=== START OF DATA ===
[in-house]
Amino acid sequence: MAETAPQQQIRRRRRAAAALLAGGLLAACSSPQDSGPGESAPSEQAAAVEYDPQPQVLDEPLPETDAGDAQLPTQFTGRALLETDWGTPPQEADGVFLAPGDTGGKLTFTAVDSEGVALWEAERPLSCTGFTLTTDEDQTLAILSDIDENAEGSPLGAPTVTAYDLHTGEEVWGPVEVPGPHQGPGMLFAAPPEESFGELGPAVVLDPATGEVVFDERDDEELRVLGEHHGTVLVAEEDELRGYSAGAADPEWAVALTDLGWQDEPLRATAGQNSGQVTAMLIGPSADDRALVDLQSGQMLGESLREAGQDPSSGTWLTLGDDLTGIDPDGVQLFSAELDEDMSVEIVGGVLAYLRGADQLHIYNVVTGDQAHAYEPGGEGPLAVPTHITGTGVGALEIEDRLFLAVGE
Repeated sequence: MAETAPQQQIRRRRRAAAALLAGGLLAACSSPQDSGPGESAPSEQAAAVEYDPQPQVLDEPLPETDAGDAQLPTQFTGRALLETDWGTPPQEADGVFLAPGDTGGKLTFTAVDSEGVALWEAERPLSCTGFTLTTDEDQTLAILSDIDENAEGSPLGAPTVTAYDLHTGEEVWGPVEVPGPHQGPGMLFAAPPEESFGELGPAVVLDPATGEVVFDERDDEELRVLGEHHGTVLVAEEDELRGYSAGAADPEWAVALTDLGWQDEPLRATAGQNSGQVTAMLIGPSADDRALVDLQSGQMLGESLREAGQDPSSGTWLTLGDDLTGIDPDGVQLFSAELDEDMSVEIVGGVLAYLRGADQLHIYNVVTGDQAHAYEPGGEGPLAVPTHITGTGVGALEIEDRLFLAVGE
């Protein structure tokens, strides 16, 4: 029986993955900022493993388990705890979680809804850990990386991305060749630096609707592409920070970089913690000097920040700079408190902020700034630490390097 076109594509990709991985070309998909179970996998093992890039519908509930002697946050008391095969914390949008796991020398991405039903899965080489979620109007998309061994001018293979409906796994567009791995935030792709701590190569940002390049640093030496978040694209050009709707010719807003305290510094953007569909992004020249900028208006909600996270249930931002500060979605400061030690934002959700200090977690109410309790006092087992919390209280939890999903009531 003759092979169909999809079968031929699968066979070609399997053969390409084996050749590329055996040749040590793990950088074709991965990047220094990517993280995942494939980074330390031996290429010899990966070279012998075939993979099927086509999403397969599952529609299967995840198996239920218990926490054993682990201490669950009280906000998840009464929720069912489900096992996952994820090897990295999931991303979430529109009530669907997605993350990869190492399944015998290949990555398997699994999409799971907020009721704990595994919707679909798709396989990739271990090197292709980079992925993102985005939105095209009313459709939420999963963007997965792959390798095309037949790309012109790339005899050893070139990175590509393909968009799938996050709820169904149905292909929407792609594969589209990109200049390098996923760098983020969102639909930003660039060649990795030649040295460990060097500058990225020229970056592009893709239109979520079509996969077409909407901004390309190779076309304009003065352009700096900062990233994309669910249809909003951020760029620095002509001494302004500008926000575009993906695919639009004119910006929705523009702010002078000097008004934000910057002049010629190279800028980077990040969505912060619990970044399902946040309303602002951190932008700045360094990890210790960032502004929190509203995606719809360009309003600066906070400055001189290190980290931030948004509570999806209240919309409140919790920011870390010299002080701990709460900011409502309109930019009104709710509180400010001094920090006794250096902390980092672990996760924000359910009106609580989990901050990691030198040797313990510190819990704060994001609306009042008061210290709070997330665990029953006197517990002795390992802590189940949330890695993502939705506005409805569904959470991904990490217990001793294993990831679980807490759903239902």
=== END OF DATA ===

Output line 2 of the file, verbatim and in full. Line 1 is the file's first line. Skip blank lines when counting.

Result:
Amino acid sequence: MAETAPQQQIRRRRRAAAALLAGGLLAACSSPQDSGPGESAPSEQAAAVEYDPQPQVLDEPLPETDAGDAQLPTQFTGRALLETDWGTPPQEADGVFLAPGDTGGKLTFTAVDSEGVALWEAERPLSCTGFTLTTDEDQTLAILSDIDENAEGSPLGAPTVTAYDLHTGEEVWGPVEVPGPHQGPGMLFAAPPEESFGELGPAVVLDPATGEVVFDERDDEELRVLGEHHGTVLVAEEDELRGYSAGAADPEWAVALTDLGWQDEPLRATAGQNSGQVTAMLIGPSADDRALVDLQSGQMLGESLREAGQDPSSGTWLTLGDDLTGIDPDGVQLFSAELDEDMSVEIVGGVLAYLRGADQLHIYNVVTGDQAHAYEPGGEGPLAVPTHITGTGVGALEIEDRLFLAVGE